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Keep your tools ordered and accessible with our D.I.Y. pegboard tool organiser. Perfect for your next project, you'll be thanking yourself later.


1Frame it

Cut two pine lengths to 1220mm and two to 877mm to frame behind the pegboard. Butt the short lengths against the long ones at the ends, countersink two holes in each joint. Secure with 30mm screws.
Person drilling two bits of timber together to create frame.

2Secure your frame

Position the pegboard over the frame with the edges flush, then secure with 30mm screws, drilling into the pine through existing holes. Space the screws with three on the sides and four on the top and base.
Person drilling through pegboard wall sheet.

3Smooth over the edges

If the edges don't line up, use a random orbital sander with 60-grit abrasive discs to smooth back the sides, then finish all over with 180-grit discs, removing any breakout around the screws.
Person sanding pegboard feature piece.

4Apply your paint

4. Wipe off dust with a cloth then apply two coats of paint with a mini roller, painting around the edges; leave to dry between coats. Leave to cure for a few days. Tip: using chalkboard paint lets you mark out where your tools are.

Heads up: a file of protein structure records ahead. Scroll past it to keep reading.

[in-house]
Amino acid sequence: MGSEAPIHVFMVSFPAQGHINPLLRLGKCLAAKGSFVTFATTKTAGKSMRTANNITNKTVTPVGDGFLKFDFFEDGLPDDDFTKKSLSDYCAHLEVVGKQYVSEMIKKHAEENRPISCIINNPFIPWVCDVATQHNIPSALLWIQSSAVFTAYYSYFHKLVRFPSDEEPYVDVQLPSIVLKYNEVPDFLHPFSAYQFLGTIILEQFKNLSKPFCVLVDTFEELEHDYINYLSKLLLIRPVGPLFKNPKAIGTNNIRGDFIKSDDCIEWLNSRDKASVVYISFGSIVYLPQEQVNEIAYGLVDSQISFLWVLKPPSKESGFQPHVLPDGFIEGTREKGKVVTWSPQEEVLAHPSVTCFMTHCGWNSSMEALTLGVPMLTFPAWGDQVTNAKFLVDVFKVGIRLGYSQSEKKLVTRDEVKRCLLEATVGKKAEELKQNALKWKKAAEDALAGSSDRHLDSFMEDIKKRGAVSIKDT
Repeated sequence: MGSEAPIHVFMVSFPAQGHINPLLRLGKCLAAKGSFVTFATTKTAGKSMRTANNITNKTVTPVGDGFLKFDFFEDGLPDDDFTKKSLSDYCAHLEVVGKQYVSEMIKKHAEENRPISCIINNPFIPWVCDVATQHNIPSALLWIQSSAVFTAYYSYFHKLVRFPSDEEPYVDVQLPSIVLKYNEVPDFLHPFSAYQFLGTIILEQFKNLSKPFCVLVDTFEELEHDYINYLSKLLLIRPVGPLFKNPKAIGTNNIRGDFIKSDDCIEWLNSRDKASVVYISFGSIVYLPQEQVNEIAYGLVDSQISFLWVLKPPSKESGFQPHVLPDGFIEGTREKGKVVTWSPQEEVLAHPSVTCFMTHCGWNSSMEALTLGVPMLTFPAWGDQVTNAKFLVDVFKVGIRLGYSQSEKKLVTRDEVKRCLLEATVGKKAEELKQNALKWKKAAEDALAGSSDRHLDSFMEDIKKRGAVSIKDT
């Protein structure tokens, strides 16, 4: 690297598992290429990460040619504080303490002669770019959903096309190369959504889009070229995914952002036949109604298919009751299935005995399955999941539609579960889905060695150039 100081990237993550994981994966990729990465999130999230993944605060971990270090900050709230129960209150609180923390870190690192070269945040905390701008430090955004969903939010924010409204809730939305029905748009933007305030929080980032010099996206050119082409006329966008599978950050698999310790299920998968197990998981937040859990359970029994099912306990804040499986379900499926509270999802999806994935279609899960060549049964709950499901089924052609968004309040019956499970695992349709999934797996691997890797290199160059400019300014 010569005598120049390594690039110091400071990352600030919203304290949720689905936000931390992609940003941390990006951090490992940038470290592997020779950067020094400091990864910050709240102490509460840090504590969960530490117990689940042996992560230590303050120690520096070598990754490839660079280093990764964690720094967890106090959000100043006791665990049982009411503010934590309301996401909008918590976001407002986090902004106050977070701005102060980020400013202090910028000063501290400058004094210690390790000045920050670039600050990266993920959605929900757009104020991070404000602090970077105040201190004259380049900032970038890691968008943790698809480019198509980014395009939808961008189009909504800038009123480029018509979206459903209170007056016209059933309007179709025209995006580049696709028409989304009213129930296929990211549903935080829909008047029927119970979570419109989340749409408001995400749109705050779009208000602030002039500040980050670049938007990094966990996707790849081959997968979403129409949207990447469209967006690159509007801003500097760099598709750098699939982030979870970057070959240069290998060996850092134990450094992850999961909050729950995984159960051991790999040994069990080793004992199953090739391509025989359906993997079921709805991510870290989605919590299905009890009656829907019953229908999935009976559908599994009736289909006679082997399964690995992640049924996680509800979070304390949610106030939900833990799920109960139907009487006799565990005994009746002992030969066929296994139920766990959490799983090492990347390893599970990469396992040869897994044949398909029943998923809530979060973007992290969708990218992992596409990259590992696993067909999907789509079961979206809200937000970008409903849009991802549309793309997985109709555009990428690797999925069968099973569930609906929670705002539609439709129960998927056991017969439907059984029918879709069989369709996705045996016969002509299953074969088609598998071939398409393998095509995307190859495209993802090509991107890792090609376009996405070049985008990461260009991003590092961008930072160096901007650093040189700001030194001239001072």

Tip: To clean chalkboard paint, never use water. Instead, use cola (not diet), soaking a clean cloth to rub all over the board. 
Person painting pegboard wall with paint roller.

5Attach to your wall

Position the frame against the wall, mark the location of corresponding wall studs along the top and use the supplied screws to attach L-shaped angle brackets inside the frame, then secure the frame to the wall.

Tip: Adding tools can make the organiser heavy, so always secure into wall studs. To wall mount the tool organiser, secure heavy-duty L brackets into the studs, facing up. Employ a second pair of hands to rest the organiser on them while you secure and add brackets along the top and down the side.

Back of pegboard wall sheet.

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Health & Safety

Please make sure you use all equipment appropriately and safely when following the advice in these D.I.Y. videos. You need to be familiar with how to use equipment safely and follow the instructions that came with the equipment. If you are unsure, you may feel it is safest to consult an expert, such as the manufacturer or an expert Bunnings Team Member.

Grave health hazards are linked to asbestos, which may be in homes built up to 1990. Health hazards may result from exposure to lead-based paints in older materials and copper chromium arsenic (CCA) treated timber. For information on the dangers of asbestos, lead-based paint and CCA treated timber and tips for dealing with these materials contact your local council's Environmental Health Officer. You can also use a simple test kit from Bunnings to indicate the presence of lead-based paint.